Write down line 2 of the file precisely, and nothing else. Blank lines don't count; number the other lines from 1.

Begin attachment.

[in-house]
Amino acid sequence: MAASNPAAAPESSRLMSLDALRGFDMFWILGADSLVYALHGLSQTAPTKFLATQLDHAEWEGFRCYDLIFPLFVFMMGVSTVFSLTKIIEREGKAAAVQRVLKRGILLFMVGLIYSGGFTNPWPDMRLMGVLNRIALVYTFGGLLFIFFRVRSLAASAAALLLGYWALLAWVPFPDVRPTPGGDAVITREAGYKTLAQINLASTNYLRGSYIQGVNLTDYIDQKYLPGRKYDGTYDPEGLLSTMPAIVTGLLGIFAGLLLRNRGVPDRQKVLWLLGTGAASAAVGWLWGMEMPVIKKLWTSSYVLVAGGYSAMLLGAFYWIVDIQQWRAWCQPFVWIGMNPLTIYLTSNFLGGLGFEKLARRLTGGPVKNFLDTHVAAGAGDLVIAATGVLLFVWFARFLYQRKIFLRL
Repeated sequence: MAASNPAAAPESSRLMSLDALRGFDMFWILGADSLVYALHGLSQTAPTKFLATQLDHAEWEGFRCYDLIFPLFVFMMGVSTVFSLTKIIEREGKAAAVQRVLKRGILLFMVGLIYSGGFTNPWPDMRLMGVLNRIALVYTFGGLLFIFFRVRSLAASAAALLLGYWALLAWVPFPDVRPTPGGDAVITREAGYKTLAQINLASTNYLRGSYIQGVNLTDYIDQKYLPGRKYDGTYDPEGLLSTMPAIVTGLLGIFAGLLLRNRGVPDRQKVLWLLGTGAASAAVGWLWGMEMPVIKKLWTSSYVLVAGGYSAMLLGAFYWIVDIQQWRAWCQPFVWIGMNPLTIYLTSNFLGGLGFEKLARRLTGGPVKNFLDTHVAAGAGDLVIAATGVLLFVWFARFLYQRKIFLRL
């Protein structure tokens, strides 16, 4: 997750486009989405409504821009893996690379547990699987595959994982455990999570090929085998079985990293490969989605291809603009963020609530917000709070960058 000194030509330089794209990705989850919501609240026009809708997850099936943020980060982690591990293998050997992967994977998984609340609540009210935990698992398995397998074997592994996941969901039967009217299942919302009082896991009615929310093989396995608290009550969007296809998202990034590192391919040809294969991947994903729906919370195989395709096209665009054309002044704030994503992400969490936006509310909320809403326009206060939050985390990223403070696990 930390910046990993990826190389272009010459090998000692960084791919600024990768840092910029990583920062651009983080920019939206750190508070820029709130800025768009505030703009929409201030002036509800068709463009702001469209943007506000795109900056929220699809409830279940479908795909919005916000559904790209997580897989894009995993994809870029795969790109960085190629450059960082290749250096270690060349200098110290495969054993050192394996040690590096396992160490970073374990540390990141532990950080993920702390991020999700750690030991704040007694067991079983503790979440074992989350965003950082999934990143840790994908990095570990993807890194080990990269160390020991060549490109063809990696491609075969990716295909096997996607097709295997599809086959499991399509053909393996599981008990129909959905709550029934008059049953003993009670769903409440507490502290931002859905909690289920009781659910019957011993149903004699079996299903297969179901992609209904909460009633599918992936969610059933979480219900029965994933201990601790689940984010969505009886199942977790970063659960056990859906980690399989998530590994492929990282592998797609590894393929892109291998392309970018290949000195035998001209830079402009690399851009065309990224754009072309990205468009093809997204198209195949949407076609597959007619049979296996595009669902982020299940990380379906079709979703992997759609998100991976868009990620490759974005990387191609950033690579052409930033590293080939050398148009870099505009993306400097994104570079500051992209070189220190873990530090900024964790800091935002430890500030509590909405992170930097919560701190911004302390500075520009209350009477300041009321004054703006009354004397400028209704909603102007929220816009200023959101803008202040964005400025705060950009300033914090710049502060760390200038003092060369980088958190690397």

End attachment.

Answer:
Amino acid sequence: MAASNPAAAPESSRLMSLDALRGFDMFWILGADSLVYALHGLSQTAPTKFLATQLDHAEWEGFRCYDLIFPLFVFMMGVSTVFSLTKIIEREGKAAAVQRVLKRGILLFMVGLIYSGGFTNPWPDMRLMGVLNRIALVYTFGGLLFIFFRVRSLAASAAALLLGYWALLAWVPFPDVRPTPGGDAVITREAGYKTLAQINLASTNYLRGSYIQGVNLTDYIDQKYLPGRKYDGTYDPEGLLSTMPAIVTGLLGIFAGLLLRNRGVPDRQKVLWLLGTGAASAAVGWLWGMEMPVIKKLWTSSYVLVAGGYSAMLLGAFYWIVDIQQWRAWCQPFVWIGMNPLTIYLTSNFLGGLGFEKLARRLTGGPVKNFLDTHVAAGAGDLVIAATGVLLFVWFARFLYQRKIFLRL